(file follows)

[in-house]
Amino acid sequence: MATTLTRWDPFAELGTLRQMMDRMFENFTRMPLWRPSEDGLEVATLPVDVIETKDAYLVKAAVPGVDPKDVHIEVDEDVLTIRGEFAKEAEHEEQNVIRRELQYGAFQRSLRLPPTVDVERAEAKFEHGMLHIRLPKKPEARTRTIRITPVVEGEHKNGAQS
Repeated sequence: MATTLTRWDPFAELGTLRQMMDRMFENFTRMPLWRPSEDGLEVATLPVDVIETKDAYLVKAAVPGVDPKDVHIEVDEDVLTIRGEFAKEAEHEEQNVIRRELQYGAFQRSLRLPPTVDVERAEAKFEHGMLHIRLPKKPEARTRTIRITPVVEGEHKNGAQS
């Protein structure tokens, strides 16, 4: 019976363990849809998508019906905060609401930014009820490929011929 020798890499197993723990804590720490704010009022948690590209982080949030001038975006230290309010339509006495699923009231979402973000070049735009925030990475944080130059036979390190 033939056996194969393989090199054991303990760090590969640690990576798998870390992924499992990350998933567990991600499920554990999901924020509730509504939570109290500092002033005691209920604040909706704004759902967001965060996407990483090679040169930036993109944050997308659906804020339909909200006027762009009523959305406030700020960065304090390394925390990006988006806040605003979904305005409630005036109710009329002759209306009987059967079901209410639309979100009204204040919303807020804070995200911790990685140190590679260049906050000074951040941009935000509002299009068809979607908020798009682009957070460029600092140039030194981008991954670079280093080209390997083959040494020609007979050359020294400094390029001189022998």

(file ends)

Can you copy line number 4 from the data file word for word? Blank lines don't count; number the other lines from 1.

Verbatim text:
């Protein structure tokens, strides 16, 4: 019976363990849809998508019906905060609401930014009820490929011929 020798890499197993723990804590720490704010009022948690590209982080949030001038975006230290309010339509006495699923009231979402973000070049735009925030990475944080130059036979390190 033939056996194969393989090199054991303990760090590969640690990576798998870390992924499992990350998933567990991600499920554990999901924020509730509504939570109290500092002033005691209920604040909706704004759902967001965060996407990483090679040169930036993109944050997308659906804020339909909200006027762009009523959305406030700020960065304090390394925390990006988006806040605003979904305005409630005036109710009329002759209306009987059967079901209410639309979100009204204040919303807020804070995200911790990685140190590679260049906050000074951040941009935000509002299009068809979607908020798009682009957070460029600092140039030194981008991954670079280093080209390997083959040494020609007979050359020294400094390029001189022998």